In an interview with Michael Arrington at TechCrunch Disprupt in New York City, Google’s Marissa Mayer tried to clarify Google’s geo priorities, her focus for the next two years and a milestone for Google Maps with Michael Arrington. Mayer joined Google in 1999 as their first female engineer, she is currently the Vice President of Location and Local Services.
Mayer announced that Google Maps for mobile has now surpassed 200 million active user installs and shared that mobile constitutes over 40 percent of all Maps usage. She expects mobile will surpass the desktop version of Maps in June.
Folding Hotpot into Places is one example of Google working to streamline their numerous, often confusing products. Places has recently been upgraded in an effort to become the de facto directory for local business on the web. Mayer noted that about 20 percent of the searches on Google are now for local information, for mobile the number is nearer to 40 percent.
As Google’s head of Geo (which includes both Maps and Local), Mayer is clearly proud of these stats as she talked about the potential for further development in the customized offerings Geo hopes to offer in the next two years that she described as contextual discovery. “Can we do a search without someone doing a search?” she asked. “From your context, where you’ve been, what you’ve been doing, can we give you just the right piece of information? […] Can we tell you if you walk into a restaurant where a friend was last week what they ordered so you can figure out if you should order it?”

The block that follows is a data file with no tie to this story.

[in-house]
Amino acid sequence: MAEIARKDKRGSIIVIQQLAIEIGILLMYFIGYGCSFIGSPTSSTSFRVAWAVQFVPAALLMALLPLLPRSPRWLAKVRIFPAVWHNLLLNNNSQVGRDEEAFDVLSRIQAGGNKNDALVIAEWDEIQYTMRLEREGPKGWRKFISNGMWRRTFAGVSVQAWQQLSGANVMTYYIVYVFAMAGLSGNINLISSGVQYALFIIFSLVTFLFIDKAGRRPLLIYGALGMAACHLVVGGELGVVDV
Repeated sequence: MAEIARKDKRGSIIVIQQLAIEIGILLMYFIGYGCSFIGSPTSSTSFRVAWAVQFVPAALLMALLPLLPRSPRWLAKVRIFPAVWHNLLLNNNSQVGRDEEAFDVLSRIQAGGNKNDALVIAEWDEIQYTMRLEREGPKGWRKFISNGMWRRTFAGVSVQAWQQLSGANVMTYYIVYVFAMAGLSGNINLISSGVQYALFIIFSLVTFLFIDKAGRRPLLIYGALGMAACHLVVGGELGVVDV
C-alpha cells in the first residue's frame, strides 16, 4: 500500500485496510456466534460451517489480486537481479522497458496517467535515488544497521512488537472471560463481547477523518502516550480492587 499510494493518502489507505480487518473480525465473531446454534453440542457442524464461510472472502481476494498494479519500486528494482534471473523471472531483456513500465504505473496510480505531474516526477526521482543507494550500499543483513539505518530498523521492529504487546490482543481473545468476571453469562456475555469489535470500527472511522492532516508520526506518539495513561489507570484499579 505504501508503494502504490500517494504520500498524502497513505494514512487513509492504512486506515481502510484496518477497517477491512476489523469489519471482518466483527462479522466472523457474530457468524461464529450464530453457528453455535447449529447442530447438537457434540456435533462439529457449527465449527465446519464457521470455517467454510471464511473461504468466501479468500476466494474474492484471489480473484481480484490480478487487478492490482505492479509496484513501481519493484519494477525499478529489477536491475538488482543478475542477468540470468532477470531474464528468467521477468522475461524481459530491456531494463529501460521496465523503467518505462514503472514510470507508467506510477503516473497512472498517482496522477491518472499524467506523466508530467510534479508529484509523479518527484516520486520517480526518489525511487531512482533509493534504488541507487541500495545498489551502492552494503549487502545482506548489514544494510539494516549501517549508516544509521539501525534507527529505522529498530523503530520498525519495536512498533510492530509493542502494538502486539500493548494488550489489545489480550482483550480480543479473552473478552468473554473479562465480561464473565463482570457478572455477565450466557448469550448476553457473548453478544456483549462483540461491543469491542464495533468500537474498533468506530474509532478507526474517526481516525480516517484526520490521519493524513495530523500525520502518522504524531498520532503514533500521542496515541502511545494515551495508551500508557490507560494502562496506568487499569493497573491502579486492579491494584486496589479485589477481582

Asked about the mood at Google, Mayer was upbeat. “It’s really optimistic. There’s always been a lot of energy,” she said. “I always joke that Google’s a really twitchy place.”
Backstage an interviewer complained about Google Maps’ lackluster performance in New York city (mainly due to the tall buildings). Mayer explaining that the more information you share with Google, the more intelligent it becomes. She was optimistic that with hotspot triangulation and increased usage, Google will be better able to pinpoint users in the city. She explained that when you Check In to a business using Latitude, Maps will better know where you are and be better able to help you find your next destination.